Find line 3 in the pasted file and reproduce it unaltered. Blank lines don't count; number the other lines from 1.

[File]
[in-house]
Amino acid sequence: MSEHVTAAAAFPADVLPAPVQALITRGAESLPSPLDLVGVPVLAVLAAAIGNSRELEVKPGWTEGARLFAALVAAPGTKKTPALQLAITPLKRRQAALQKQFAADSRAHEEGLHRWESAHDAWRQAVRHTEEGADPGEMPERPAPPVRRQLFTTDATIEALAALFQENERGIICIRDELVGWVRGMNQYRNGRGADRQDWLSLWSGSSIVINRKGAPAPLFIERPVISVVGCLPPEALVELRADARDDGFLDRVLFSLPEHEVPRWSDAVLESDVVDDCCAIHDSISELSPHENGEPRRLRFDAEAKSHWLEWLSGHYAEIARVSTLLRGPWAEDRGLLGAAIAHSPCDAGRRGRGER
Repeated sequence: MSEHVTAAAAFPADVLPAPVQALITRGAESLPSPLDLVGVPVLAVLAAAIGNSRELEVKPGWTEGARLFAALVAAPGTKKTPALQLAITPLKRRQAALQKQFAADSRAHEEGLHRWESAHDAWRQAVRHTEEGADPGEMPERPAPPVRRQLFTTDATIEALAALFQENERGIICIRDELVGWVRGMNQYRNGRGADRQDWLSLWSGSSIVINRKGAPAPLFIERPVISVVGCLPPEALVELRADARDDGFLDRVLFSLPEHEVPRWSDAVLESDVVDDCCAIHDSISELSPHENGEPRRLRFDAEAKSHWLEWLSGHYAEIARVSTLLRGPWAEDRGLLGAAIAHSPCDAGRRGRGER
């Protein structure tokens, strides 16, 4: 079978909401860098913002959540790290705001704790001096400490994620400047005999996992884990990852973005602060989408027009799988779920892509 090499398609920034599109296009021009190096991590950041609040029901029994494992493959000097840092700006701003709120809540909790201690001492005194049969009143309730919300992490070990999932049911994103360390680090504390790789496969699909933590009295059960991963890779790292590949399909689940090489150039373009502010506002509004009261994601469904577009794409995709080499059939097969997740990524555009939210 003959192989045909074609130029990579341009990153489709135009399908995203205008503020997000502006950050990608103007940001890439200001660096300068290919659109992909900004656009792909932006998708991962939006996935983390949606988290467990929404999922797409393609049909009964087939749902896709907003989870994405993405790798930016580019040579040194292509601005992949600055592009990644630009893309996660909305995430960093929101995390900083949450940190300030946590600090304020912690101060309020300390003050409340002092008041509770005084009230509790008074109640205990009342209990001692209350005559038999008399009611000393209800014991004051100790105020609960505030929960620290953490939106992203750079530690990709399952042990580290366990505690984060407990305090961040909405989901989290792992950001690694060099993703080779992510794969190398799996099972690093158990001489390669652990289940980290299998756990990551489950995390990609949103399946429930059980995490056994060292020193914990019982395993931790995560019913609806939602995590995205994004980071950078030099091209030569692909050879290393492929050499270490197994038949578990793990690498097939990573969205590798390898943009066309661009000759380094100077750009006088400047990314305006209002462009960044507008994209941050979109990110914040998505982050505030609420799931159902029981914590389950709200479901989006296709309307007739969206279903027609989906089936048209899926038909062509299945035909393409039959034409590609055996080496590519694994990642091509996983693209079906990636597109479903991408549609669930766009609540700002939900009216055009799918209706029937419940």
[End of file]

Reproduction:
Repeated sequence: MSEHVTAAAAFPADVLPAPVQALITRGAESLPSPLDLVGVPVLAVLAAAIGNSRELEVKPGWTEGARLFAALVAAPGTKKTPALQLAITPLKRRQAALQKQFAADSRAHEEGLHRWESAHDAWRQAVRHTEEGADPGEMPERPAPPVRRQLFTTDATIEALAALFQENERGIICIRDELVGWVRGMNQYRNGRGADRQDWLSLWSGSSIVINRKGAPAPLFIERPVISVVGCLPPEALVELRADARDDGFLDRVLFSLPEHEVPRWSDAVLESDVVDDCCAIHDSISELSPHENGEPRRLRFDAEAKSHWLEWLSGHYAEIARVSTLLRGPWAEDRGLLGAAIAHSPCDAGRRGRGER